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A strange problem about ros::init()

asked 2012-02-09 05:42:43 -0600

Mike Gao gravatar image

Hello! I encounter a really strange problem about ros::init(). I successfully compile the whole program, and of course the ros::init function is called at the first line of the "main program" as usual, then the creation of ros::NodeHandle is called. But when I run the program, the ros tells me that "You must call ros::init() before creating the first NodeHandle", then stops the program. And I also checked the related source code which says it is because the ros initiation fails (well, naturally), but why? Can anyone provide some clues? Really appreciate!

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By "main program" do you mean `main()`?
DimitriProsser gravatar imageDimitriProsser ( 2012-02-09 05:50:46 -0600 )edit
Take the first/minimal example from the tutorials and that should work. You can compare it to your code and see what's different. Without any more information, people can just guess what you are doing.
dornhege gravatar imagedornhege ( 2012-02-09 06:27:14 -0600 )edit

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answered 2012-02-09 16:07:04 -0600

Mac gravatar image

Do you have any ROS-related variables outside of main? For example, when I write a small node (too small be rolled up inside a class), I usually end up with global variables; main initializes them, and then my callback uses them.

But: global variables get constructed before main is called, so if you're using something that refers to a NodeHandle internally, you'll get this error. I almost always get it with tf::TransformListener, just because I forget that it's going to happen.

The solution is to store a pointer (I generally use a boost::shared_ptr<T>) to that object, not just a raw object, and then fill the pointer in in main after you call ros::init().

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That is my problem. Can you give more details on your solution? Thanks.

Procópio gravatar imageProcópio ( 2012-03-01 23:38:34 -0600 )edit

All of my ROS-aware global variables are declared as boost::shared_ptr<T>s, rather than just objects; those pointers get set in main(), _after_ ros::init().

Mac gravatar imageMac ( 2012-03-02 15:59:13 -0600 )edit

Could you provide a code sample? Thank you.

2ROS0 gravatar image2ROS0 ( 2014-11-25 14:19:06 -0600 )edit

i tryed your suggessedboost::shared_ptr<Robot> tars(new Robot());it doesn`t work:^(

feixiao gravatar imagefeixiao ( 2015-08-31 20:14:27 -0600 )edit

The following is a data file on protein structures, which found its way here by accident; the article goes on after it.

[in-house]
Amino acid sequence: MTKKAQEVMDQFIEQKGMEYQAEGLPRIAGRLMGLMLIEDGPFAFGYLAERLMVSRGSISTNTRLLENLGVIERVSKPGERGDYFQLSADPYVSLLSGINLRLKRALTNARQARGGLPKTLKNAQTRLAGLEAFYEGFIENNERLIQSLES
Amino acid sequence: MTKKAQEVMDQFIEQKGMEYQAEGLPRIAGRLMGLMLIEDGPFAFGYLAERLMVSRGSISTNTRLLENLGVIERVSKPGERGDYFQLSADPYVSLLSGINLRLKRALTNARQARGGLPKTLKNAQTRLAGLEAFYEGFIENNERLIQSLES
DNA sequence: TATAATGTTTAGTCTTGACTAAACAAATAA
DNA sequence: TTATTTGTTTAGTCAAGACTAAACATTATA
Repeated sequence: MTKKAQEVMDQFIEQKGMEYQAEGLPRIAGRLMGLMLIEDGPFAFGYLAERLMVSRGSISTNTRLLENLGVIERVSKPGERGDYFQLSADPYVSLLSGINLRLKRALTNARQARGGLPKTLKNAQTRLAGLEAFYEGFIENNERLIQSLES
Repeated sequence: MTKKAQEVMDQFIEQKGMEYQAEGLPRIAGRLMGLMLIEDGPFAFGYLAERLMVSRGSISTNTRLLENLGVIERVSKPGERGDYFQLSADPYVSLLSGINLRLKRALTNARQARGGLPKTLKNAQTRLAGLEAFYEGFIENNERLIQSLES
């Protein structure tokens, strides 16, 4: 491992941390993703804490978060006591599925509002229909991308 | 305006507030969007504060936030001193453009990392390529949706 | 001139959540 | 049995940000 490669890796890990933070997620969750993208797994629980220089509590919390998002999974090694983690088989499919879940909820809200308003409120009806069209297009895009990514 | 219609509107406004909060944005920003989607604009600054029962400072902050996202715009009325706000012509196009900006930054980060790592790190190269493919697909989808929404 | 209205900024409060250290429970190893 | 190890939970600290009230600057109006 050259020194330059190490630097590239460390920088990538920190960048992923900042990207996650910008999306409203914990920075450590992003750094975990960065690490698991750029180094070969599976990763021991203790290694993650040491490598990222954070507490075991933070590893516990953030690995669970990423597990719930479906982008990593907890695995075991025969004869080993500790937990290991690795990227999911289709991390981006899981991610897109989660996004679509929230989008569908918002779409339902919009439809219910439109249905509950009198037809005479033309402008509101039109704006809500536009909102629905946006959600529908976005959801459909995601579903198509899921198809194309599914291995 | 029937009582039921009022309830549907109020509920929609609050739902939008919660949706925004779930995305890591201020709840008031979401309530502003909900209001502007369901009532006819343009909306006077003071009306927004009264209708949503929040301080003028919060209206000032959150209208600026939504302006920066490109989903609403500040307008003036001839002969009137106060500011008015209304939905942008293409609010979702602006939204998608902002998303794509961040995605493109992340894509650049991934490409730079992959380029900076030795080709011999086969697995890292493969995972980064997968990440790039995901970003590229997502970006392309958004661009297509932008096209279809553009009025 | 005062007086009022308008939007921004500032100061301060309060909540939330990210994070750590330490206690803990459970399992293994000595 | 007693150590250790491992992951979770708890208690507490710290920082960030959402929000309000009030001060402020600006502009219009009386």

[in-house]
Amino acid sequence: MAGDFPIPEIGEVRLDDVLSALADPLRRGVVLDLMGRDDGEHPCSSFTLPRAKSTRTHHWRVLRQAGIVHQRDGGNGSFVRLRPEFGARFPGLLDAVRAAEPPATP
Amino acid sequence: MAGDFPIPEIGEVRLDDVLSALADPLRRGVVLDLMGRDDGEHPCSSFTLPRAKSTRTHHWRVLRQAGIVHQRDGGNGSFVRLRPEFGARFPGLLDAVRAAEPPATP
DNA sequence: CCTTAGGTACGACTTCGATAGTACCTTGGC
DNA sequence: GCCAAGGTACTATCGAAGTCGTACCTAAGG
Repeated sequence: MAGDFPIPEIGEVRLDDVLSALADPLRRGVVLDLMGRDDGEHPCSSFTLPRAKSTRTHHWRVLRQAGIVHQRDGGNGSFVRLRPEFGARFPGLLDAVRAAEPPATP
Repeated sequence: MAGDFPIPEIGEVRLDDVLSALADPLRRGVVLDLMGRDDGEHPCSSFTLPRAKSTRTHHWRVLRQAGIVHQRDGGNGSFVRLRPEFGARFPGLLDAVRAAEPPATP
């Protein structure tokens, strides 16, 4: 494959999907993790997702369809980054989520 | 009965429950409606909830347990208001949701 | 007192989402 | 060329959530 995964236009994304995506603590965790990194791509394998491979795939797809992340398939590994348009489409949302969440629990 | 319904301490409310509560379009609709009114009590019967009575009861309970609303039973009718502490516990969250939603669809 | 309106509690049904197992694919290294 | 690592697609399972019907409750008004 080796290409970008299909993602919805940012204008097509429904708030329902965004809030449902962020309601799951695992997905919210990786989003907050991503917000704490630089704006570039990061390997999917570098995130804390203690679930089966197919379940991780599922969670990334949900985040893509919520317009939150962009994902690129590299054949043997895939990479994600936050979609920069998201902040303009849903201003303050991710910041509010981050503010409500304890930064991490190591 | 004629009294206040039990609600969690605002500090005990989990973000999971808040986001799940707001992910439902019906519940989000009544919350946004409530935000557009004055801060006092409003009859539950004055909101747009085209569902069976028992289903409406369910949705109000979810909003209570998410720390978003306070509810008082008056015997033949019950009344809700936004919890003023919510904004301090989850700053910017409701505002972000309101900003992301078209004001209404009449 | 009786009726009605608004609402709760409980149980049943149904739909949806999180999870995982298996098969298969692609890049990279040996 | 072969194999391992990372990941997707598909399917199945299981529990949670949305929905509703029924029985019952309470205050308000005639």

answered 2018-01-19 21:26:55 -0600

clyde gravatar image

updated 2018-01-19 21:54:44 -0600

@Mac is exactly right. I'm adding another answer only to suggest another common design pattern: use a C++ class to defer variable initialization. The example below includes a TransformBroadcaster private variable, which will create a NodeHandle. It gets initialized when Publisher publisher is created.

#include <ros/ros.h>
#include <tf2_ros/transform_broadcaster.h>
#include <tf2_geometry_msgs/tf2_geometry_msgs.h>
#include <sensor_msgs/Imu.h>

class Publisher

  tf2_ros::TransformBroadcaster tf_broadcaster_;
  ros::Subscriber imu_sub_;

  void imuCallback(const sensor_msgs::ImuConstPtr &msg)
    geometry_msgs::TransformStamped imu_tf;
    imu_tf.header.stamp = ros::Time::now();
    imu_tf.header.frame_id = "base_link";
    imu_tf.child_frame_id = "imu_link";
    imu_tf.transform.rotation = msg->orientation;


  Publisher(ros::NodeHandle& nh_priv)
    imu_sub_ = nh_priv.subscribe<sensor_msgs::Imu>("/imu/data", 10, &Publisher::imuCallback, this);

int main(int argc, char **argv)
  ros::init(argc, argv, "tf_publish");
  ros::NodeHandle nh("");
  ros::NodeHandle nh_priv("~");
  Publisher publisher(nh_priv);
  return 0;
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Should your { and } be ( and ), respectively?

jayess gravatar imagejayess ( 2018-01-19 21:35:07 -0600 )edit

Ah, I was having fun w/ C++14. I changed it to parens. :-)

clyde gravatar imageclyde ( 2018-01-19 21:55:40 -0600 )edit

answered 2012-02-09 16:32:08 -0600

ahendrix gravatar image

It's possible that you have some sort of global variable that either is a nodeHandle, or contains a nodeHandle, which is initialized before main() starts.

Are you passing the appropriate arguments to ros::init() ?

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Asked: 2012-02-09 05:42:43 -0600

Seen: 3,470 times

Last updated: Jan 19 '18